Vs. 29-31 - But this I say, brethren, the time has been shortened, so that from now on those who have wives should be as though they had none; and those who weep, as though they did not weep; and those who rejoice, as though they did not rejoice; and those who buy, as though they did not possess; and those who use the world, as though they did not make full use of it; for the form of this world is passing away.

Paul reminds them that this world is passing away. The term "form of this world" is a theatrical term used to describe the situation where one act is over and a new group of actors and scenes are about to come on stage. This is the state of the world.

The Apostle is saying that whether happy, sad, unmarried or married, we need to remember that this world is only temporary; we, as Christians, are only passing through; and singleness and marriage are only for this world, not the next.

This realization should produce two things:

  1. It should lower our concern and emotional investment in situations and things that are only temporary. In order to get the proper perspective on things, ask yourself the question, "How important will this be to me in one hundred years from now?"
  2. Recognizing the temporariness of the world should help us focus on the world that is to come. A world which is represented here and now by:
    • The Word of God
    • The church of Christ
    • The Holy Spirit

This is where our emotional and intellectual energy needs to be invested: in the world to come, not in this temporary place.

Recognize the differences between the priorities of the single life and the married life
- vs. 32-35

A Christian has to live in the world but he/she lives for the Lord, whether single or married. The single person, however, has more time and resources to devote to this first priority. The married person's first commitment is also to the Lord but in marrying, that commitment is primarily carried out by serving one's family (what a lot of husbands and wives don't understand when they decide to marry). Paul is not degrading this service, he is merely reminding them that this is the choice we make when we marry (to serve spouse and children in the name of Christ).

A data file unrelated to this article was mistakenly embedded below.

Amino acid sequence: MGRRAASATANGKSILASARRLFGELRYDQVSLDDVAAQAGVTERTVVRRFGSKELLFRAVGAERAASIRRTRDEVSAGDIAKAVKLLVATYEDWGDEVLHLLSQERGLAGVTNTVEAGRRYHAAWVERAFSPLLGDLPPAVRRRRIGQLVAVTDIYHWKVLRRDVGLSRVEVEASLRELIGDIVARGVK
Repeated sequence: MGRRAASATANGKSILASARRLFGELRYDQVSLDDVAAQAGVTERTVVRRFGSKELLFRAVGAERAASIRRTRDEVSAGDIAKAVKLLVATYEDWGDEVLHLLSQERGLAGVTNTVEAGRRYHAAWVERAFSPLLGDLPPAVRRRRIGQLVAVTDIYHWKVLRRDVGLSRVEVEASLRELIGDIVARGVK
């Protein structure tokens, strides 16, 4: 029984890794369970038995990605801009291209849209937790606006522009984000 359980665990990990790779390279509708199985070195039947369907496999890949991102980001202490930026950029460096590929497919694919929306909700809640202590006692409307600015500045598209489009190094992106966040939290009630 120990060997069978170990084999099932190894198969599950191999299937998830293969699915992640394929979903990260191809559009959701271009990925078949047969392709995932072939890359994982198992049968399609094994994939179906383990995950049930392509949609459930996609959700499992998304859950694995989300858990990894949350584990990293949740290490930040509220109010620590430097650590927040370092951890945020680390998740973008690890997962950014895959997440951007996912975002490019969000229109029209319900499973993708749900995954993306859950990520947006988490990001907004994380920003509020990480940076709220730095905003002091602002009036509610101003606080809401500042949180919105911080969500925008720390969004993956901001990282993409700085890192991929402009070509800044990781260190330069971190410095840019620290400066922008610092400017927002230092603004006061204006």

The single person's advantage is that he/she does not carry this burden of responsibility, and so is free to offer the Lord a wider range of time, talents and services. In the church the reverse often happens. It is the married people who carry the bulk of the responsibility for service; they do the majority of teaching, giving, visiting and serving, often to the neglect of their own families. Singles sometimes think their freedom belongs to them when in reality it belongs to the Lord.

When singles begin to make the Lord their first priority, not only does it benefit the church, but it also breaks the cycle of loneliness and depression caused by too great a focus on self.


Single life doesn't have to be a burden.

If we recognize that being single is blessed by God, we can begin living for now and not see single life as just a waiting room area for the unmarried. If we recognize the difference between what is temporary and eternal we'll stop worrying about what is passing away and pay more attention to what is truly valuable: the word, the church and souls. If we recognize that our first priority (single or married) is pure and sincere service to the Lord then two things will happen: the Lord will draw near to us and we will be drawn into other peoples' lives through Him. This will be the deathblow to our loneliness and depression.

Are you single?

Make the most of your life for what it is now and serve God with enthusiasm knowing that He knows about your state and blesses it. Don't worry, God is the one who cares for you whether you are single or married, and He will see to your needs whatever they are. Remember that marriage is neither a solution nor a promotion but rather an opportunity to give yourself to one person instead of sharing yourself with many.